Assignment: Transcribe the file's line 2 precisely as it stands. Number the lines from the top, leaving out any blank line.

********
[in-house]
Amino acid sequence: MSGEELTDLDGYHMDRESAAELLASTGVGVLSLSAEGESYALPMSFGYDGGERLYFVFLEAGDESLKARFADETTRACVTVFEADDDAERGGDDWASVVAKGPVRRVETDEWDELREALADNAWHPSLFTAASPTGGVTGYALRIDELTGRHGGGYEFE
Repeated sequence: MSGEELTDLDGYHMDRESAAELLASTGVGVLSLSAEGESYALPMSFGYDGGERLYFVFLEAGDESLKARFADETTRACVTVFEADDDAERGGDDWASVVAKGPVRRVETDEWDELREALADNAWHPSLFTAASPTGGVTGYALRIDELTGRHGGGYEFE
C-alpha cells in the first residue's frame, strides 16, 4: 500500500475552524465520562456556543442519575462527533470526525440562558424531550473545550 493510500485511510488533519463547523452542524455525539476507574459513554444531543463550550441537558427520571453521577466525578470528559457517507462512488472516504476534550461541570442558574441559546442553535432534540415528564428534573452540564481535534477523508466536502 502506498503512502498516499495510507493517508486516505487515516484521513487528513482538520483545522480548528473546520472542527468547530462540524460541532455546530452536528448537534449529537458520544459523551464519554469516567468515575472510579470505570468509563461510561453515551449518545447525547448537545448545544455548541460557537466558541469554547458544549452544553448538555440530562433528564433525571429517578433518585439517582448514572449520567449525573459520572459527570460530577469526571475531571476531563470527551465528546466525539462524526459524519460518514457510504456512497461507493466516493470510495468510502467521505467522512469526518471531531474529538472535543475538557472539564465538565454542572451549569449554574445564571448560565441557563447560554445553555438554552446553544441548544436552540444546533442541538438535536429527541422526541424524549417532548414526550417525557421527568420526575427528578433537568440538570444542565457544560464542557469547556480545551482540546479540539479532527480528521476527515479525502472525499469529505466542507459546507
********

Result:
Amino acid sequence: MSGEELTDLDGYHMDRESAAELLASTGVGVLSLSAEGESYALPMSFGYDGGERLYFVFLEAGDESLKARFADETTRACVTVFEADDDAERGGDDWASVVAKGPVRRVETDEWDELREALADNAWHPSLFTAASPTGGVTGYALRIDELTGRHGGGYEFE